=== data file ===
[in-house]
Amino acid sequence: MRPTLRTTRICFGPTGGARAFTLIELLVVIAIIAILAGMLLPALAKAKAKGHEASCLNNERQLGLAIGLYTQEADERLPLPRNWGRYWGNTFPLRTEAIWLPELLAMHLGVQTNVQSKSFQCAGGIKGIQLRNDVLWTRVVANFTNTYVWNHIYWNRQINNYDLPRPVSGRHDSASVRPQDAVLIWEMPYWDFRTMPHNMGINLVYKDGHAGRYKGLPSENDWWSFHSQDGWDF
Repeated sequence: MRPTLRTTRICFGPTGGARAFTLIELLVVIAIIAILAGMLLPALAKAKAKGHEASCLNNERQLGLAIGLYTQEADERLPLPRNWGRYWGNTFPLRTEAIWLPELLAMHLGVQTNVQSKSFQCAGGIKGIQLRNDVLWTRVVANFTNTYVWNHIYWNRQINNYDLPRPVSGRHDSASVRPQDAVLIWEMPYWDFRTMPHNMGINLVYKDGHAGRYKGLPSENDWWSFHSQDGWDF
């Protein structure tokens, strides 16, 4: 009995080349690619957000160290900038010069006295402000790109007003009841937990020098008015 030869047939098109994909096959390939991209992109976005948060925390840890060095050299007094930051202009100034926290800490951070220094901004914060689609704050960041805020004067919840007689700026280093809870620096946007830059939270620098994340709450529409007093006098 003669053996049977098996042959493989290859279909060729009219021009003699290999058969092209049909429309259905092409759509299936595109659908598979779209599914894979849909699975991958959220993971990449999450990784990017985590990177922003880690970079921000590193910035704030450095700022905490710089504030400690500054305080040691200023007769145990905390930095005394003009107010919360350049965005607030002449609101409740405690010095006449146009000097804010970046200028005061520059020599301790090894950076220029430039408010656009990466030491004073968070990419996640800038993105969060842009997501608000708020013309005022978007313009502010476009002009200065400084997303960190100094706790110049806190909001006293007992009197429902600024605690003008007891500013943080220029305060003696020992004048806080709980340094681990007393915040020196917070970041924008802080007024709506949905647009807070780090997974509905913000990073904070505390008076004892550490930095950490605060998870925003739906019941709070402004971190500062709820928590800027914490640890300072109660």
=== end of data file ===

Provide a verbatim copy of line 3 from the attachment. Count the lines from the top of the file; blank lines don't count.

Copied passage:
Repeated sequence: MRPTLRTTRICFGPTGGARAFTLIELLVVIAIIAILAGMLLPALAKAKAKGHEASCLNNERQLGLAIGLYTQEADERLPLPRNWGRYWGNTFPLRTEAIWLPELLAMHLGVQTNVQSKSFQCAGGIKGIQLRNDVLWTRVVANFTNTYVWNHIYWNRQINNYDLPRPVSGRHDSASVRPQDAVLIWEMPYWDFRTMPHNMGINLVYKDGHAGRYKGLPSENDWWSFHSQDGWDF